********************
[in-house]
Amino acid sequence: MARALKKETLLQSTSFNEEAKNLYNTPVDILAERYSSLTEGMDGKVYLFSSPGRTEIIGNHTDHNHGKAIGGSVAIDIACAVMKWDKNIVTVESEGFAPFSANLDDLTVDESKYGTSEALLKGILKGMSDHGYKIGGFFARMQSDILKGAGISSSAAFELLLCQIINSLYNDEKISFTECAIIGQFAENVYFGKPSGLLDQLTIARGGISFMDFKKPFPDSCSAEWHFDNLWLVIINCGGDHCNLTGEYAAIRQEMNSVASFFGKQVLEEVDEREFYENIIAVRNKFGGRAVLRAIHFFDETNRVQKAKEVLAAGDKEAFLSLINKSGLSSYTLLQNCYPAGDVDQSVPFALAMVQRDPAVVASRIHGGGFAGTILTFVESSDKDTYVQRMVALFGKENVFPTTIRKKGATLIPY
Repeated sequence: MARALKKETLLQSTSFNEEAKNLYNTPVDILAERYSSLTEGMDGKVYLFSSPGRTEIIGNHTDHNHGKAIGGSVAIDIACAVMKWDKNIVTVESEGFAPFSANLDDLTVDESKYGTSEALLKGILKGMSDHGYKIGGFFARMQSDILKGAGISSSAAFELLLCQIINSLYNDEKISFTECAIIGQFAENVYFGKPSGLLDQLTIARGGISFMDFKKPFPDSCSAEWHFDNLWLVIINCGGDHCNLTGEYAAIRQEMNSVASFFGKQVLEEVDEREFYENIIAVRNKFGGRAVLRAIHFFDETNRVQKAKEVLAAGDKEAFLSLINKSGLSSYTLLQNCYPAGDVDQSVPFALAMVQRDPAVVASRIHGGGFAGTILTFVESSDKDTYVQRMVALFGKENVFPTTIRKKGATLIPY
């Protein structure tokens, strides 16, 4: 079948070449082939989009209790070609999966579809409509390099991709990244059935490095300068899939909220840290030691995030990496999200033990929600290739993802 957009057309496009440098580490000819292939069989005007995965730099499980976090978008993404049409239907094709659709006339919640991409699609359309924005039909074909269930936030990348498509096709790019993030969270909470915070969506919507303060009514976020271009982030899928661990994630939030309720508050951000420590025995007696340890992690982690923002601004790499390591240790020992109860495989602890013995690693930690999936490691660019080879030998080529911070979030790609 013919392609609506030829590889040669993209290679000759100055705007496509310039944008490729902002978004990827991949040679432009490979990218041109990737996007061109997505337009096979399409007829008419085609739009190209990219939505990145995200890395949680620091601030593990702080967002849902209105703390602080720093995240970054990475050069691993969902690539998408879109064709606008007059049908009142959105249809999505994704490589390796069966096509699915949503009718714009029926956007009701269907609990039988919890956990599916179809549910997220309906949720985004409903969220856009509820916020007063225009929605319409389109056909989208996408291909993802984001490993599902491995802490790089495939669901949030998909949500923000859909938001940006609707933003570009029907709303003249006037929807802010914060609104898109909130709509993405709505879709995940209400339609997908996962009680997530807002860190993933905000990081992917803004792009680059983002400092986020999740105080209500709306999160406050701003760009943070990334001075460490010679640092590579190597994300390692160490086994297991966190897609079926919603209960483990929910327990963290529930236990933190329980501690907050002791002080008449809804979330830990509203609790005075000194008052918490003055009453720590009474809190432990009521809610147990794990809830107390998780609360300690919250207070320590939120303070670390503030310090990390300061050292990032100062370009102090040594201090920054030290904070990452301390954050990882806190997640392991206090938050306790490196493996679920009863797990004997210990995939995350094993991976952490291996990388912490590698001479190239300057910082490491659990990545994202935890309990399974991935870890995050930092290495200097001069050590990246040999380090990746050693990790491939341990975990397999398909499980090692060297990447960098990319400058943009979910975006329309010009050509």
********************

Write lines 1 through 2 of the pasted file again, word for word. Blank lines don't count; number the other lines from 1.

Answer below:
[in-house]
Amino acid sequence: MARALKKETLLQSTSFNEEAKNLYNTPVDILAERYSSLTEGMDGKVYLFSSPGRTEIIGNHTDHNHGKAIGGSVAIDIACAVMKWDKNIVTVESEGFAPFSANLDDLTVDESKYGTSEALLKGILKGMSDHGYKIGGFFARMQSDILKGAGISSSAAFELLLCQIINSLYNDEKISFTECAIIGQFAENVYFGKPSGLLDQLTIARGGISFMDFKKPFPDSCSAEWHFDNLWLVIINCGGDHCNLTGEYAAIRQEMNSVASFFGKQVLEEVDEREFYENIIAVRNKFGGRAVLRAIHFFDETNRVQKAKEVLAAGDKEAFLSLINKSGLSSYTLLQNCYPAGDVDQSVPFALAMVQRDPAVVASRIHGGGFAGTILTFVESSDKDTYVQRMVALFGKENVFPTTIRKKGATLIPY